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Video Still from Ottolenghi and the Cakes of Versailles.

“Deborah is my guru when it comes to the history of Versailles from a food perspective. She was my teacher.”

That’s what Yotam Ottolenghi, master chef, restaurateur, food writer for The New York Times and The Guardian, and best-selling cookbook author said about Bard Graduate Center Associate Professor and Chair of Academic Programs Deborah Krohn in the recently released and highly praised film, Ottolenghi and the Cakes of Versailles.

According to Ottolenghi, the Metropolitan Museum of Art introduced him to Krohn as soon as he began working on the 2018 Met event, Feast of Versailles with Yotam Ottolenghi. She participated in the event in a live discussion with the chef, and she has a significant role in the film alongside Ottolenghi and the five pastry chefs from all over the world he tapped to create innovative, technologically advanced desserts for the feast.

According to Krohn, “Through my research of period cookbooks and etiquette manuals, I was able to help Yotam and the other chefs involved in the event understand the role that food played at the French court as a demonstration of power and innovation. It’s related to the research that will be on display in my spring 2023 Focus Project exhibition at Bard Graduate Center Gallery, Staging the Table in Europe, 1500–1800.”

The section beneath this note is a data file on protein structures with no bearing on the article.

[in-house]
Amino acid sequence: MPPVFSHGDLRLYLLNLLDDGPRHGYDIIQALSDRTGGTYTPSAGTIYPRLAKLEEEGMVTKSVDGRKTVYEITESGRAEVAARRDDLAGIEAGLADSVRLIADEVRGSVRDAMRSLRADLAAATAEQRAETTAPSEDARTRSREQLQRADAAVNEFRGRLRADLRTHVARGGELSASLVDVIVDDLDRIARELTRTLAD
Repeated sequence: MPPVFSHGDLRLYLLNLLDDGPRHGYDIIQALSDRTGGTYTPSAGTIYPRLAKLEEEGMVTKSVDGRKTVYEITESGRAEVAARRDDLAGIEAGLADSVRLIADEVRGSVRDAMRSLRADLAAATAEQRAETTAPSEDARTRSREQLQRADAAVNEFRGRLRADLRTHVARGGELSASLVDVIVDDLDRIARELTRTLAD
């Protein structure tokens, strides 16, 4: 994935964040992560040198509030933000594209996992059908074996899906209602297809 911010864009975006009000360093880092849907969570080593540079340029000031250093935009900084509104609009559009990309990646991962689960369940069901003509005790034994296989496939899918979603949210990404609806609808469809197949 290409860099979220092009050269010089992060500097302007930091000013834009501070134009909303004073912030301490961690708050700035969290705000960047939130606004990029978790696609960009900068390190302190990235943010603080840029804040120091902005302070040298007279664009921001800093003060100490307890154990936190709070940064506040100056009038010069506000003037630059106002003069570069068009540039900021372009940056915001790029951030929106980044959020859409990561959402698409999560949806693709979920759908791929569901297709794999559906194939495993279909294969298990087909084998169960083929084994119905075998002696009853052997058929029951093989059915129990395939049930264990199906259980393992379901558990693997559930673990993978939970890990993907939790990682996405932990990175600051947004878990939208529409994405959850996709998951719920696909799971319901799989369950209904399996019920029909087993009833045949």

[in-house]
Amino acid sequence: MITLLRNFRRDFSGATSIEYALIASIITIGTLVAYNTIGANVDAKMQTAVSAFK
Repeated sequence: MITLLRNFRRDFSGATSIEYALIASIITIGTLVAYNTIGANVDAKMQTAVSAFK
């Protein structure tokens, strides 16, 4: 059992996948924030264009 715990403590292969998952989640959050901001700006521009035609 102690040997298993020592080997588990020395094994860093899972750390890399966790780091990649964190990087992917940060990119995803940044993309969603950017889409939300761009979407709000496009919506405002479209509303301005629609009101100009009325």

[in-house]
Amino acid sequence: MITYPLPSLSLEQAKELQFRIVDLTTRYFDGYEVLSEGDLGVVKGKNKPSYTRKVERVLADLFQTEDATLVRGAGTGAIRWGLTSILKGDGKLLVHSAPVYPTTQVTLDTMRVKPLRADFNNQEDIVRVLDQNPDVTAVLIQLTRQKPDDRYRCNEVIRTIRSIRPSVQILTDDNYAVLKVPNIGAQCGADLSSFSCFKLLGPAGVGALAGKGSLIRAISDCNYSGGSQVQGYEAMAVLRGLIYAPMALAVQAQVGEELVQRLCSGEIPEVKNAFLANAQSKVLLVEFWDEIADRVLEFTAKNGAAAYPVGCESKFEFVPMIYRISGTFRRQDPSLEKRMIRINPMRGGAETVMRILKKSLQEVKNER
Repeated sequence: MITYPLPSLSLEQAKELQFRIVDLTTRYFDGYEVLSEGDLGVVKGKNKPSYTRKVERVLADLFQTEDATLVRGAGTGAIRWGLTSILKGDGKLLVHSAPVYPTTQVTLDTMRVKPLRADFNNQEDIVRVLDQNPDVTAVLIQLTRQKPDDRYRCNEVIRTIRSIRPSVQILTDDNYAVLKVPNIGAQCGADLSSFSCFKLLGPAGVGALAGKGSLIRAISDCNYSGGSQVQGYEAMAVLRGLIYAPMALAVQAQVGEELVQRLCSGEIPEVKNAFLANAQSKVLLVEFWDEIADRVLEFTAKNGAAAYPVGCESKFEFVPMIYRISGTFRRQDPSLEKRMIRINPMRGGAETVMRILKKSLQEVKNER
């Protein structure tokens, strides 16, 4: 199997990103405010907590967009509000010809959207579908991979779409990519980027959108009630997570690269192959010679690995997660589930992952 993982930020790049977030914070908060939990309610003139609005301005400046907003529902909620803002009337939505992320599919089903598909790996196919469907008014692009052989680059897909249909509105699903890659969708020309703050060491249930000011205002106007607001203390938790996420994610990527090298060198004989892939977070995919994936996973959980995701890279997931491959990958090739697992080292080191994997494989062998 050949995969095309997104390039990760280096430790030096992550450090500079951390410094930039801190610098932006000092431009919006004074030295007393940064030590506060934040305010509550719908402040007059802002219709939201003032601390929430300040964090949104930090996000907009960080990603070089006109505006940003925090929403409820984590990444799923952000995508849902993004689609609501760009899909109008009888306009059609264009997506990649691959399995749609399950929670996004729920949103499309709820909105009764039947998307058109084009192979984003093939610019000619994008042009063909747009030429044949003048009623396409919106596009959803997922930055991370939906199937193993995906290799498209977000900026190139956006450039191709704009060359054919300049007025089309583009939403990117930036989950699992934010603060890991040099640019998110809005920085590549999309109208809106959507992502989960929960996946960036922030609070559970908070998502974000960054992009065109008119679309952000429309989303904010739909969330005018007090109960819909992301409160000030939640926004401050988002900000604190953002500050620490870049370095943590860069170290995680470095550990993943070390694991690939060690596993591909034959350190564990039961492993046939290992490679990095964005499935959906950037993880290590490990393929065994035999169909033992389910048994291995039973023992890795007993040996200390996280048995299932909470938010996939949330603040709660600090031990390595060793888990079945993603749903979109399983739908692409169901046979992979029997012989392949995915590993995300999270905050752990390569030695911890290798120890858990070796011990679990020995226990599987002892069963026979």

Film critic Katie Walsh writes in the Los Angeles Times, “Ottolenghi and the Cakes of Versailles sits at a tantalizing intersection of food, art and history. It’s the story of a remarkable event at the Met that inadvertently becomes shockingly prescient. … Cutting-edge international chefs and artists … produce cakes celebrating the artistic and technical patisserie innovations developed at Versailles. … There is much talk of Versailles as the epicenter of European politics, art, design, fashion, food, culture and trends in the 18th century, thanks , of course, to money, and lots of it. The art produced there was intended to display that wealth and power. This is well articulated by Bard professor Deborah Krohn, who becomes Ottolenghi’s academic guide. … For such a sweet film, Ottolenghi and the Cakes of Versailles evolves into a complex exploration of the symbiotic relationship between money and art, and questions what the visibility of that conspicuous consumption could portend.”

The film is currently streaming on Amazon Video, Apple TV, Google Play, YouTube, and several other platforms.